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2016 FI

1.714
© Thomson Reuters, Journal Citation Reports, 2016

Indexed in:

Index Current Contents/Clinical Medicine, JCR, SCI-Expanded, Index Medicus/Medline, Excerpta Medica/EMBASE, IBECS, IME, CANCERLIT, SCOPUS

Metrics

  • Impact Factor: 1,714 (2016)
  • SCImago Journal Rank (SJR):0,43
  • Source Normalized Impact per Paper (SNIP):0,653

© Thomson Reuters, Journal Citation Reports, 2016

Enferm Infecc Microbiol Clin 2015;33:680-7 - DOI: 10.1016/j.eimc.2015.03.020
Consensus statement
Executive summary. Management of urinary tract infection in solid organ transplant recipients: Consensus statement of the Group for the Study of Infection in Transplant Recipients (GESITRA) of the Spanish Society of Infectious Diseases and Clinical Microbiology (SEIMC) and the Spanish Network for Research in Infectious Diseases (REIPI)
Executive summary. Abordaje de la infección urinaria en receptores de trasplante de órgano sólido: documento de consenso del Grupo de Estudio de la Infección en Receptores de Trasplante (GESITRA) de la Sociedad Española de Enfermedades Infecciosas y Microbiología Clínica (SEIMC) y la Red Española para el Estudio de Patología Infecciosa (REIPI)
Elisa Vidala,,, , Carlos Cerverab,, Elisa Corderoc, Carlos Armiñanzasd, Jordi Carrataláe, José Miguel Cisnerosc, M. Carmen Fariñasd, Francisco López-Medranof, Asunción Morenob, Patricia Muñozg, Julia Origüenf, Núria Sabée, Maricela Valeriog, Julián Torre-Cisnerosa, Study Group of Infection in Transplant Recipients (GESITRA) of the Spanish Society of Infectious Diseases, Clinical Microbiology (SEIMC), Spanish Network for Research in Infectious Diseases (REIPI)
a Unidad Clínica de Gestión de Enfermedades Infecciosas, Instituto Maimónides de Investigación en Biomedicina de Córdoba, Hospital Universitario Reina Sofía, Universidad de Córdoba, Córdoba, Spain
b Servicio de Enfermedades Infecciosas, Hospital Clínic-Institut d’Investigacions Biomèdiques August Pi i Sunyer (IDIBAPS), Universidad de Barcelona, Barcelona, Spain
c Unidad Clínica de Gestión de Enfermedades Infecciosas, Microbiología y Medicina Preventiva, Instituto de Biomedicina de Sevilla, Hospital Universitario Virgen del Rocío, Universidad de Sevilla, Sevilla, Spain
d Unidad de Enfermedades Infecciosas, Hospital Universitario Marqués de Valdecilla, Universidad de Cantabria, IDIVAL, Santander, Spain
e Servicio de Enfermedades Infecciosas, Hospital Universitario de Bellvitge, Instituto de Investigación Biomédica de Bellvitge (IDIBELL), Universidad de Barcelona, Barcelona, Spain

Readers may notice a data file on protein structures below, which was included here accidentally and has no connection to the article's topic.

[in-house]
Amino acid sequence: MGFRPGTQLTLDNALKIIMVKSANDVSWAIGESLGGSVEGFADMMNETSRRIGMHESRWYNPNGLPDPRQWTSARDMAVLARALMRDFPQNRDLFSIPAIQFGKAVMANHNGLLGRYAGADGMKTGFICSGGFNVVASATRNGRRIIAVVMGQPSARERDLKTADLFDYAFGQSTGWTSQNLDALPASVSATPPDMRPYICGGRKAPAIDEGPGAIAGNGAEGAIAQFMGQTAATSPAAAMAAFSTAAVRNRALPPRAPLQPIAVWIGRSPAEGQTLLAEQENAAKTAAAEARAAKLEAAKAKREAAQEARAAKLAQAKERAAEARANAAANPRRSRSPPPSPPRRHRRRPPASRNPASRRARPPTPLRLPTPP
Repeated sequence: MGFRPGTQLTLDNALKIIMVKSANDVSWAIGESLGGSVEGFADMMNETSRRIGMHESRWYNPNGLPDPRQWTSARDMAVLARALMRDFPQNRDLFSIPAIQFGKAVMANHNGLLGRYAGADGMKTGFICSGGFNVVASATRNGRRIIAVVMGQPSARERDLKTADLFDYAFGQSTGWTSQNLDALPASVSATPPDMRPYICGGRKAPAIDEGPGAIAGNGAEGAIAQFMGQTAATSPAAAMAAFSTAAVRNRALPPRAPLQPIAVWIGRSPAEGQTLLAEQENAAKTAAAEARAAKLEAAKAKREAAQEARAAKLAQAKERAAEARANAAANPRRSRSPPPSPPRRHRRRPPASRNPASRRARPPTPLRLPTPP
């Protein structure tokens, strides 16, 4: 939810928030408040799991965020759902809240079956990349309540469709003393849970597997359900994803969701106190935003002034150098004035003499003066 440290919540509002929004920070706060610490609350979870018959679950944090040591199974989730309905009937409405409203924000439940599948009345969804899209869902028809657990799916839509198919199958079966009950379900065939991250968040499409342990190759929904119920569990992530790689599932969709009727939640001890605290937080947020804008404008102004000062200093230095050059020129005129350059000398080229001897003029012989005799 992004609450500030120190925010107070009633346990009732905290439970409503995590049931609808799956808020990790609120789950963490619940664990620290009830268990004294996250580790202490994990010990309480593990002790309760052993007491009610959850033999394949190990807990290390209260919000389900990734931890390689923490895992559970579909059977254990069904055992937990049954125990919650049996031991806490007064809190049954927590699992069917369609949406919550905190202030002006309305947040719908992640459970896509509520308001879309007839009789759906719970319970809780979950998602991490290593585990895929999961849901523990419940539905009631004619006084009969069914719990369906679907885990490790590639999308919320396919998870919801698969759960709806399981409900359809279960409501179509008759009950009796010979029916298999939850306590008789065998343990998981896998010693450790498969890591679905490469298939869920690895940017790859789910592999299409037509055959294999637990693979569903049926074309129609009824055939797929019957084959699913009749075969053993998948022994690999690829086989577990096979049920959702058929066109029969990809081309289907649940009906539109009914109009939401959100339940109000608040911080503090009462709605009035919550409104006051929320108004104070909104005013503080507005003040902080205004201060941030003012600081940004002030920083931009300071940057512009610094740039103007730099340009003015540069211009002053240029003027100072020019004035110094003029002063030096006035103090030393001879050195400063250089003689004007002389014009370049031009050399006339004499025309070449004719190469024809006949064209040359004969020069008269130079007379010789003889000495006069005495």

f Unidad de Enfermedades Infecciosas, Hospital Universitario 12 de Octubre, Instituto de Investigación Biomédica 12 de Octubre, Departamento de Medicina, Universidad Complutense, Madrid, Spain
g Departamento de Microbiología Clínica y Enfermedades Infecciosas, Hospital General Universitario Gregorio Marañón, Madrid, Spain
Abstract

Urinary tract infections (UTI) are one of the most common infections in solid organ transplant (SOT) recipients. A systematic review was performed to assess the management of UTI in SOT recipients.

Recommendations are provided on the management of asymptomatic bacteriuria, and prophylaxis and treatment of UTI in SOT recipients. The diagnostic–therapeutic management of recurrent UTI and the role of infection in kidney graft rejection or dysfunction are reviewed. Finally, recommendations on antimicrobials and immunosuppressant interactions are also included.

Resumen

Las infecciones del tracto urinario (ITU) son muy frecuentes en los receptores de un trasplante de órgano sólido (TOS). Hemos realizado una revisión sistemática para determinar el abordaje de la ITU en receptores de TOS.

Se realizan recomendaciones sobre el abordaje de la bacteriuria asintomática y sobre la profilaxis y tratamiento de las ITU en receptores de TOS. Se han revisado el abordaje diagnóstico-terapéutico de las ITU recurrentes y el papel de la ITU en el rechazo o disfunción del injerto renal. Finalmente, se incluyen recomendaciones sobre las interacciones entre antimicrobianos e inmunosupresores.

Keywords
Urinary infection, Transplantation, Consensus, Prophylaxis, Treatment
Palabras clave
Infección urinaria, Trasplante, Consenso, Profilaxis, Tratamiento
Introduction

The use of solid organ transplantation (SOT) has been established as accepted therapy for end-stage disease of the kidneys, liver, heart, and lungs for nearly 30 years. Intestinal and pancreas transplantation are also generally available but are provided on a more limited basis.

Infections remain a major cause of morbidity and mortality in transplant recipients. Urinary tract infections (UTI) are one of the most common infections in SOT, with a high prevalence, reaching 75% in some series involving kidney recipients. Experienced SOT researchers and clinicians have developed and implemented this consensus document in support of the optimal management of these patients.

The target population of this document are adults receiving SOT. The intended guideline audience is physicians involved in the care of SOT recipients (including primary care physicians). Here we report a consensus with the objective of assessing the overall available evidence and to propose recommendations on the following key issues:

  • 1.

    Definitions.

  • 2.

    Epidemiology and risk factors for UTI in SOT recipients.

  • 3.

    Should SOT recipients receive primary prophylaxis for UTI?

  • 4.

    What should be the management of asymptomatic bacteriuria in SOT recipients?

  • 5.

    What is the best empirical treatment of UTI in SOT recipients?

  • 6.

    What is the best definitive treatment of UTI in SOT recipients?

  • 7.

    How long should SOT recipients receive antibiotics for a UTI?

  • 8.

    What should be the management of UTI caused by Candida spp. in SOT recipients?

  • 9.

    What should be the diagnostic–therapeutic management of recurrent UTI in SOT recipients?

  • 10.

    What role does UTI play in kidney graft rejection or dysfunction?